The activities of leaf miners such as oviposition and feeding have negative effects on plant photosynthesis, which varies with different leaf-mining depths. Generally, the impacts on photosynthesis from large to small should be: full depth mining > lower surface mining > interparenchymal mining > upper surface mining > epidermal mining (Table 1; Johnson et al., 1983Johnson, M., Welter, S., Toscano, N., Ting, I. & Trumble, J. 1983. Reduction of tomato leaflet photosynthesis rates by mining activity of Liriomyza sativae (Diptera: Agromyzidae). Journal of Economic Entomology 76: 1061–1063. http://dx.doi.org/10.1093/jee/76.5.1061; Parrella et al., 1985Parrella, M. P., Jones, V. P., Youngman, R. R. & Lebeck, L. M. 1985. Effect of leaf mining and leaf stippling of Liriomyza spp. on photosynthetic rates of Chrysanthemum. Annals of the Entomological Society of America 78: 90–93. http://dx.doi.org/10.1093/aesa/78.1.90; Trumble et al., 1985Trumble, J. T., Ting, I. P. & Bates, L. 1985. Analysis of physiological, growth, and yield responses of celery to Liriomyza trifolii. Entomologia Experimentalis et Applicata 38: 15–21. http://dx.doi.org/10.1111/j.1570-7458.1985.tb03492.x; Kappel, 1986Kappel, F. 1986. Influence of spotted tentiform leafminer on apple leaf and tree physiology. PhD Thesis, University of Guelph, Guelph.; Martens & Trumble, 1987Martens, B. & Trumble, J. T. 1987. Structural and photosynthetic compensation for leafminer (Diptera: Agromyzidae) injury in lima beans. Environmental Entomology 16: 374–378. http://dx.doi.org/10.1093/ee/16.2.374; Raimondo et al., 2003Raimondo, F., Ghirardelli, L. A., Nardini, A. & Salleo, S. 2003. Impact of the leaf miner Cameraria ohridella on photosynthesis, water relations and hydraulics of Aesculus hippocastanum leaves. Trees 17: 376–382. http://dx.doi.org/10.1007/s00468-003-0248-0; Bueno et al., 2007Bueno, A. D. F., Zechmann, B., Hoback, W. W., Bueno, R. C. O. D. F. & Fernandes, O. A. 2007. Serpentine leafminer (Liriomyza trifolii) on potato (Solanum tuberosum): Field observations and plant photosynthetic responses to injury. Ciência Rural 37: 1510–1517. http://dx.doi.org/10.1590/S0103-84782007000600001; Wagner et al., 2008Wagner, D., DeFoliart, L., Doak, P. & Schneiderheinze, J. 2008. Impact of epidermal leaf mining by the aspen leaf miner (Phyllocnistis populiella) on the growth, physiology, and leaf longevity of quaking aspen. Oecologia 157: 259–267. http://dx.doi.org/10.1007/s00442-008-1067-1; Liao et al., 2014Liao, C., Xu, J., Dai, X. & Zhao, X. 2014. 枣掌铁甲生物学特性研究 [Study on the biological characteristics of Platypria melli]. Northern Horticulture 2014(3): 118–120 [in Chinese].). The possible explanation should be that different leaf tissues play different roles in photosynthesis. For example, stomata are mainly distributed on the lower epidermis and mining in the spongy tissue and the lower epidermis may lead to the close of stomata (Parrella et al., 1985Parrella, M. P., Jones, V. P., Youngman, R. R. & Lebeck, L. M. 1985. Effect of leaf mining and leaf stippling of Liriomyza spp. on photosynthetic rates of Chrysanthemum. Annals of the Entomological Society of America 78: 90–93. http://dx.doi.org/10.1093/aesa/78.1.90; Wagner et al., 2008Wagner, D., DeFoliart, L., Doak, P. & Schneiderheinze, J. 2008. Impact of epidermal leaf mining by the aspen leaf miner (Phyllocnistis populiella) on the growth, physiology, and leaf longevity of quaking aspen. Oecologia 157: 259–267. http://dx.doi.org/10.1007/s00442-008-1067-1). Different leaf-mining depths thus have different impacts on leaf hydraulics, gas exchange, water use and chlorophyll fluorescence (Johnson et al., 1983Johnson, M., Welter, S., Toscano, N., Ting, I. & Trumble, J. 1983. Reduction of tomato leaflet photosynthesis rates by mining activity of Liriomyza sativae (Diptera: Agromyzidae). Journal of Economic Entomology 76: 1061–1063. http://dx.doi.org/10.1093/jee/76.5.1061; Parrella et al., 1985Parrella, M. P., Jones, V. P., Youngman, R. R. & Lebeck, L. M. 1985. Effect of leaf mining and leaf stippling of Liriomyza spp. on photosynthetic rates of Chrysanthemum. Annals of the Entomological Society of America 78: 90–93. http://dx.doi.org/10.1093/aesa/78.1.90; Trumble et al., 1985Trumble, J. T., Ting, I. P. & Bates, L. 1985. Analysis of physiological, growth, and yield responses of celery to Liriomyza trifolii. Entomologia Experimentalis et Applicata 38: 15–21. http://dx.doi.org/10.1111/j.1570-7458.1985.tb03492.x; Kappel, 1986Kappel, F. 1986. Influence of spotted tentiform leafminer on apple leaf and tree physiology. PhD Thesis, University of Guelph, Guelph.; Raimondo et al., 2003Raimondo, F., Ghirardelli, L. A., Nardini, A. & Salleo, S. 2003. Impact of the leaf miner Cameraria ohridella on photosynthesis, water relations and hydraulics of Aesculus hippocastanum leaves. Trees 17: 376–382. http://dx.doi.org/10.1007/s00468-003-0248-0, 2013Raimondo, F., Trifilò, P. & Lo Gullo, M. A. 2013. Does citrus leaf miner impair hydraulics and fitness of citrus host plants? Tree Physiology 33: 1319–1327. http://dx.doi.org/10.1093/treephys/tpt094; Pincebourde et al., 2006Pincebourde, S., Frak, E., Sinoquet, H., Regnard, J. L. & Casas, J. 2006. Herbivory mitigation through increased water-use efficiency in a leaf-mining moth–apple tree relationship. Plant, Cell and Environment 29: 2238–2247. http://dx.doi.org/10.1111/j.1365-3040.2006.01598.x; Bueno et al., 2007Bueno, A. D. F., Zechmann, B., Hoback, W. W., Bueno, R. C. O. D. F. & Fernandes, O. A. 2007. Serpentine leafminer (Liriomyza trifolii) on potato (Solanum tuberosum): Field observations and plant photosynthetic responses to injury. Ciência Rural 37: 1510–1517. http://dx.doi.org/10.1590/S0103-84782007000600001; Wagner et al., 2008Wagner, D., DeFoliart, L., Doak, P. & Schneiderheinze, J. 2008. Impact of epidermal leaf mining by the aspen leaf miner (Phyllocnistis populiella) on the growth, physiology, and leaf longevity of quaking aspen. Oecologia 157: 259–267. http://dx.doi.org/10.1007/s00442-008-1067-1; Lombardini et al., 2013Lombardini, L., Volder, A., Nesbitt, M. L. & Cartmill, D. L. 2013. Consequences of injury caused by Cameraria caryaefoliella (Lepidoptera: Gracillariidae) on pecan gas exchange and chlorophyll fluorescence. Journal of the American Society for Horticultural Science 138: 263–266.). However, the whole-plant photosynthetic loss from most leaf miners is slight because insect populations are small in natural vegetation (Hileman & Lieto, 1981Hileman, D. R. & Lieto, L. F. 1981. Mortality and area reduction in leaves of the bog shrub Chamaedaphne calyculata (Ericaceae) caused by the leaf miner Coptodisca kalmiella (Lepidoptera: Heliozelidae). American Midland Naturalist 106: 180–188. http://dx.doi.org/10.2307/2425147; Nardini et al., 2004Nardini, A., Raimondo, F., Scimone, M. & Salleo, S. 2004. Impact of the leaf miner Cameraria ohridella on whole-plant photosynthetic productivity of Aesculus hippocastanum: insights from a model. Trees 18: 714–721. http://dx.doi.org/10.1007/s00468-004-0358-3) and the photosynthetic loss does not extend beyond the mined leaf area (Lombardini et al., 2013Lombardini, L., Volder, A., Nesbitt, M. L. & Cartmill, D. L. 2013. Consequences of injury caused by Cameraria caryaefoliella (Lepidoptera: Gracillariidae) on pecan gas exchange and chlorophyll fluorescence. Journal of the American Society for Horticultural Science 138: 263–266.; Raimondo et al., 2013Raimondo, F., Trifilò, P. & Lo Gullo, M. A. 2013. Does citrus leaf miner impair hydraulics and fitness of citrus host plants? Tree Physiology 33: 1319–1327. http://dx.doi.org/10.1093/treephys/tpt094). While in some economic plants, photosynthesis is negatively correlated with leaf miner density and injury leaf area (Fujiie, 1982Fujiie, A. 1982. Ecological studies on the population of the pear leaf miner Bucculatrix pyrivorella Kuroko (Lepidoptera: Lyonetiidae). IV. Effects of injury by the pear leaf miner on leaf fall and photosynthesis of the pear tree. Applied Entomology and Zoology 17: 188–193. http://dx.doi.org/10.11337/ktpps1954.1982.154; Johnson et al., 1983Johnson, M., Welter, S., Toscano, N., Ting, I. & Trumble, J. 1983. Reduction of tomato leaflet photosynthesis rates by mining activity of Liriomyza sativae (Diptera: Agromyzidae). Journal of Economic Entomology 76: 1061–1063. http://dx.doi.org/10.1093/jee/76.5.1061; Lombardini et al., 2013Lombardini, L., Volder, A., Nesbitt, M. L. & Cartmill, D. L. 2013. Consequences of injury caused by Cameraria caryaefoliella (Lepidoptera: Gracillariidae) on pecan gas exchange and chlorophyll fluorescence. Journal of the American Society for Horticultural Science 138: 263–266.).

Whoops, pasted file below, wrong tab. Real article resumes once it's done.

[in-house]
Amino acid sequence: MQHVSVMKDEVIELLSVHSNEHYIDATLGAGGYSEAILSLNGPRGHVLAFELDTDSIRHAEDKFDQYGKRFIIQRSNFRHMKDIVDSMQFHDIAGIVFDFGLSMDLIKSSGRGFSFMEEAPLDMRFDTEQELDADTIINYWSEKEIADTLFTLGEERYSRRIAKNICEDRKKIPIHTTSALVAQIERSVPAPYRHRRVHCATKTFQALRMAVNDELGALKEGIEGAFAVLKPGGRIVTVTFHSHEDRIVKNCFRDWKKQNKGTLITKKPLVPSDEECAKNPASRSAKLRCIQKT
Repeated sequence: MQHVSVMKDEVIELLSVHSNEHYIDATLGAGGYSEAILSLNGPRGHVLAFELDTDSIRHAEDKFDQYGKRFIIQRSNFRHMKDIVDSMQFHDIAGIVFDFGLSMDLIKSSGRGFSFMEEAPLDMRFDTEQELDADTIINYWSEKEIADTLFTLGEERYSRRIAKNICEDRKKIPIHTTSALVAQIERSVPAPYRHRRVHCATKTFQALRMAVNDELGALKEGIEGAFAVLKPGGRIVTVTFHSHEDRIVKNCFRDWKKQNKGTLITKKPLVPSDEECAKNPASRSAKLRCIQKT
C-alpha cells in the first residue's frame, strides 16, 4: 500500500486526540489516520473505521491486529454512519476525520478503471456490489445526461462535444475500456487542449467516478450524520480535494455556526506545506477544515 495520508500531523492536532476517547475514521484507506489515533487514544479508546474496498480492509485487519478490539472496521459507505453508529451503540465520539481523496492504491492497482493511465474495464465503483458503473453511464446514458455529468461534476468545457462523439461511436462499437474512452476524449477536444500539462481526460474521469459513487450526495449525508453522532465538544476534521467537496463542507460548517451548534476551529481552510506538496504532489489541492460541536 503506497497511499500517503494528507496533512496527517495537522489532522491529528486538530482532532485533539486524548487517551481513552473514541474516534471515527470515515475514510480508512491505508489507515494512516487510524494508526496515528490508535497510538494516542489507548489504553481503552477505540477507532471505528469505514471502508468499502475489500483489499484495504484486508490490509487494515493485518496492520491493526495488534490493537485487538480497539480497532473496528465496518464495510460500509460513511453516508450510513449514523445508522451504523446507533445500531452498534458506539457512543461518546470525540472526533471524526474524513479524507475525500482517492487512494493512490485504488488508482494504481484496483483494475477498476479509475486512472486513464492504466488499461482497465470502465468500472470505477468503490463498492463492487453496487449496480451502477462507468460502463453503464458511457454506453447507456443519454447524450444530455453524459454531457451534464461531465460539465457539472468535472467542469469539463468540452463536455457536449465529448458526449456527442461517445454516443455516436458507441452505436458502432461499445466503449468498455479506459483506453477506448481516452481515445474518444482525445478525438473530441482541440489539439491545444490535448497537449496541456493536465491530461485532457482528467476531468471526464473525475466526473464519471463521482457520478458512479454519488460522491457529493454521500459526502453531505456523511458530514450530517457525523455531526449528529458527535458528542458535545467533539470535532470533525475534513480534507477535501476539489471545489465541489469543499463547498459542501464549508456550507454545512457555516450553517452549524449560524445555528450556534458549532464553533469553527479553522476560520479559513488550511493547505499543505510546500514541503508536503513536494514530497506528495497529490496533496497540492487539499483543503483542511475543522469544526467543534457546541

IMPACTS ON PLANT GROWTH AND PRODUCTIONTop